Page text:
When you consume fewer calories than your body needs, the natural response your body is going to give you is..."feed me". Burning bodyfat for fuel to make up for less energy being consumed is less than an ideal proposition where your body is concerned...it's a crappy source of fuel, and really from a biological and evolutionary POV, it's kind of a "break glass in case of emergency" kind of thing. Then there is the obvious issue of just eating way less food in general than you are used to and your stomach is used to.

    But by and large what is happening is a chemical response to a decrease in calories (hunger is hormone driven)...remember, your body has evolved with it's first priority to be keeping you alive and going...so when you consume fewer calories than your body requires, the hormone ghrelin is released into your system...this is often referred to as the hunger hormone. When more ghrelin is released into your system, hunger and appetite are increased...it is your body's way of letting you know that you're not consuming calories (energy) that is commensurate with what you require...so, "feed me". At the same time, leptin levels decrease when calories are restricted...further exacerbating hunger.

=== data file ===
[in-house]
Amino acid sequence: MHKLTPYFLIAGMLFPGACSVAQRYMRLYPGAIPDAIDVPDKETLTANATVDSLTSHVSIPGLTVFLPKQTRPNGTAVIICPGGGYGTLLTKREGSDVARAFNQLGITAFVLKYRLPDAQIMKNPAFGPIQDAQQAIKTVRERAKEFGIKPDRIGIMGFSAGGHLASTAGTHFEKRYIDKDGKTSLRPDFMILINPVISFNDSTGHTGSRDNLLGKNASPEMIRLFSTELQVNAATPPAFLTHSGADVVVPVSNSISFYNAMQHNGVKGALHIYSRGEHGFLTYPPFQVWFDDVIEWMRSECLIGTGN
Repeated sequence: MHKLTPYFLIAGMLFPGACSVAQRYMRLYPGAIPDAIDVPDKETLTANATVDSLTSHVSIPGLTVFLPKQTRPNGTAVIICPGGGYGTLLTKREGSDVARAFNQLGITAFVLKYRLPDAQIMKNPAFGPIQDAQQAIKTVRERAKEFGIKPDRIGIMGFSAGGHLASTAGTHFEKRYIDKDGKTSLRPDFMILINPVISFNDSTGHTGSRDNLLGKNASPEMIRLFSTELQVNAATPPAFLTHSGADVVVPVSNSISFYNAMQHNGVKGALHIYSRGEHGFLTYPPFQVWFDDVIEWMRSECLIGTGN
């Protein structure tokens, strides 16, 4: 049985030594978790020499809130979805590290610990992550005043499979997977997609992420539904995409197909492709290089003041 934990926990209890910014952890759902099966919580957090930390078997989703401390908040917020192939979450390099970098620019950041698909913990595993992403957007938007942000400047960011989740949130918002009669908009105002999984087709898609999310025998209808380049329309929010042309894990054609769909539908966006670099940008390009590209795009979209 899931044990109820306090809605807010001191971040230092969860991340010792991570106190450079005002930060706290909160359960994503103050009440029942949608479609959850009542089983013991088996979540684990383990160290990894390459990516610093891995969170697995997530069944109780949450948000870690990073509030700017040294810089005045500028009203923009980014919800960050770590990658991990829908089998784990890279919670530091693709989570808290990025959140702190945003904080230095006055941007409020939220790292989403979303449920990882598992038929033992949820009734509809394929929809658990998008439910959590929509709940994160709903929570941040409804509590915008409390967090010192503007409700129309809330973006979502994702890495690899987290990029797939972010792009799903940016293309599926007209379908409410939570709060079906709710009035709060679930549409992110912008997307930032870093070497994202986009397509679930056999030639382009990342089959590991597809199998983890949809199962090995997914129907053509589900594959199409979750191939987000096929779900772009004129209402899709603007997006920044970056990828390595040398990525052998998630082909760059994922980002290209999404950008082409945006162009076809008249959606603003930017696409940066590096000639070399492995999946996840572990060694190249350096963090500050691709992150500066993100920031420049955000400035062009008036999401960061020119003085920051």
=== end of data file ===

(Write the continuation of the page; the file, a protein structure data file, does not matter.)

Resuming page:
Eventually, things do settle down...which is another hormonal/chemical response by the body due to the human body not being particularly fond of pain or discomfort and ultimately seeking homeostasis.

    Ah okay so it’s a hormonal response. I have PCOS so I freaked out thinking my hormones are messed up!
  • xxzenabxx